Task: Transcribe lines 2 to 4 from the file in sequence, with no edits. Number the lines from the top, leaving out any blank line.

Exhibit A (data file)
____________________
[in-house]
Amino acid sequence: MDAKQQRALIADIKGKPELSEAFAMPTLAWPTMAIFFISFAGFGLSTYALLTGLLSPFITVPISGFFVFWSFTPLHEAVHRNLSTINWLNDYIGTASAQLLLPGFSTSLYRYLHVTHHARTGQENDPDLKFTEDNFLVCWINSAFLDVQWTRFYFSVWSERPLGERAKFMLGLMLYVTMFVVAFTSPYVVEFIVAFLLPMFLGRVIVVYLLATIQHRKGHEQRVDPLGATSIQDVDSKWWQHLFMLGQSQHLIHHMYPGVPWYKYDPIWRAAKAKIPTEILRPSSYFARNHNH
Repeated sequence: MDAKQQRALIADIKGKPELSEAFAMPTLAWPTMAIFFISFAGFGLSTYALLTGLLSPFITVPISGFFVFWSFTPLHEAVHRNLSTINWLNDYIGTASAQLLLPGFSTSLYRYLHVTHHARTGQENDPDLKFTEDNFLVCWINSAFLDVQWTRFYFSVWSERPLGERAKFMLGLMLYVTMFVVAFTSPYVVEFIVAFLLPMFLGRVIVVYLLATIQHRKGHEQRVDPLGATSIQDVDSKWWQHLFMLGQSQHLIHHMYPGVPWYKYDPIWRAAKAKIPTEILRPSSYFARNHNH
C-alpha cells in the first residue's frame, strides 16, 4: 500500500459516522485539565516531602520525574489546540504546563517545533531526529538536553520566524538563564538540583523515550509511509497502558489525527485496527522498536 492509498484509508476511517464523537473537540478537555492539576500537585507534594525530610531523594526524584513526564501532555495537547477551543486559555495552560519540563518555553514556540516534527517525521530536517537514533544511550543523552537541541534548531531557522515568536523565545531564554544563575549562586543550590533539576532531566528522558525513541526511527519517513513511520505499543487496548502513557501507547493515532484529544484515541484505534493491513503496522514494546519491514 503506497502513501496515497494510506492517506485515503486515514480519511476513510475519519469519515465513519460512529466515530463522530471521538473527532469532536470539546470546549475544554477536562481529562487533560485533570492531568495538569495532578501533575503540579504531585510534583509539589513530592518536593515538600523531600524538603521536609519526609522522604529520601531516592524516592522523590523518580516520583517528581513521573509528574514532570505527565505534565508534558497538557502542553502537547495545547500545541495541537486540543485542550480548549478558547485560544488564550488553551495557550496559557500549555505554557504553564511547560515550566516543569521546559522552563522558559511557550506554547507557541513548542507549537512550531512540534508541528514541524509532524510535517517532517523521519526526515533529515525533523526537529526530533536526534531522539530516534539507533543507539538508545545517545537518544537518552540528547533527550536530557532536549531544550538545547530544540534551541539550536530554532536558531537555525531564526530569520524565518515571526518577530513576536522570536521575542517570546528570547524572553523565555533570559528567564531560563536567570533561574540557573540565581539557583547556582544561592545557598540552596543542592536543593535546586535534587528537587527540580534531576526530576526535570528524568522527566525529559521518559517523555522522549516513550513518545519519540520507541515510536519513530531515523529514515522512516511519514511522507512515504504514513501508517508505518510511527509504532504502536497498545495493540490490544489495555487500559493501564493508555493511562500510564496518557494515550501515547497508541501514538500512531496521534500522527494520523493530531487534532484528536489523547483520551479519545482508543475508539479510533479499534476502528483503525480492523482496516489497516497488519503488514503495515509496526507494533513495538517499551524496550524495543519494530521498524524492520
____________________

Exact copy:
Amino acid sequence: MDAKQQRALIADIKGKPELSEAFAMPTLAWPTMAIFFISFAGFGLSTYALLTGLLSPFITVPISGFFVFWSFTPLHEAVHRNLSTINWLNDYIGTASAQLLLPGFSTSLYRYLHVTHHARTGQENDPDLKFTEDNFLVCWINSAFLDVQWTRFYFSVWSERPLGERAKFMLGLMLYVTMFVVAFTSPYVVEFIVAFLLPMFLGRVIVVYLLATIQHRKGHEQRVDPLGATSIQDVDSKWWQHLFMLGQSQHLIHHMYPGVPWYKYDPIWRAAKAKIPTEILRPSSYFARNHNH
Repeated sequence: MDAKQQRALIADIKGKPELSEAFAMPTLAWPTMAIFFISFAGFGLSTYALLTGLLSPFITVPISGFFVFWSFTPLHEAVHRNLSTINWLNDYIGTASAQLLLPGFSTSLYRYLHVTHHARTGQENDPDLKFTEDNFLVCWINSAFLDVQWTRFYFSVWSERPLGERAKFMLGLMLYVTMFVVAFTSPYVVEFIVAFLLPMFLGRVIVVYLLATIQHRKGHEQRVDPLGATSIQDVDSKWWQHLFMLGQSQHLIHHMYPGVPWYKYDPIWRAAKAKIPTEILRPSSYFARNHNH
C-alpha cells in the first residue's frame, strides 16, 4: 500500500459516522485539565516531602520525574489546540504546563517545533531526529538536553520566524538563564538540583523515550509511509497502558489525527485496527522498536 492509498484509508476511517464523537473537540478537555492539576500537585507534594525530610531523594526524584513526564501532555495537547477551543486559555495552560519540563518555553514556540516534527517525521530536517537514533544511550543523552537541541534548531531557522515568536523565545531564554544563575549562586543550590533539576532531566528522558525513541526511527519517513513511520505499543487496548502513557501507547493515532484529544484515541484505534493491513503496522514494546519491514 503506497502513501496515497494510506492517506485515503486515514480519511476513510475519519469519515465513519460512529466515530463522530471521538473527532469532536470539546470546549475544554477536562481529562487533560485533570492531568495538569495532578501533575503540579504531585510534583509539589513530592518536593515538600523531600524538603521536609519526609522522604529520601531516592524516592522523590523518580516520583517528581513521573509528574514532570505527565505534565508534558497538557502542553502537547495545547500545541495541537486540543485542550480548549478558547485560544488564550488553551495557550496559557500549555505554557504553564511547560515550566516543569521546559522552563522558559511557550506554547507557541513548542507549537512550531512540534508541528514541524509532524510535517517532517523521519526526515533529515525533523526537529526530533536526534531522539530516534539507533543507539538508545545517545537518544537518552540528547533527550536530557532536549531544550538545547530544540534551541539550536530554532536558531537555525531564526530569520524565518515571526518577530513576536522570536521575542517570546528570547524572553523565555533570559528567564531560563536567570533561574540557573540565581539557583547556582544561592545557598540552596543542592536543593535546586535534587528537587527540580534531576526530576526535570528524568522527566525529559521518559517523555522522549516513550513518545519519540520507541515510536519513530531515523529514515522512516511519514511522507512515504504514513501508517508505518510511527509504532504502536497498545495493540490490544489495555487500559493501564493508555493511562500510564496518557494515550501515547497508541501514538500512531496521534500522527494520523493530531487534532484528536489523547483520551479519545482508543475508539479510533479499534476502528483503525480492523482496516489497516497488519503488514503495515509496526507494533513495538517499551524496550524495543519494530521498524524492520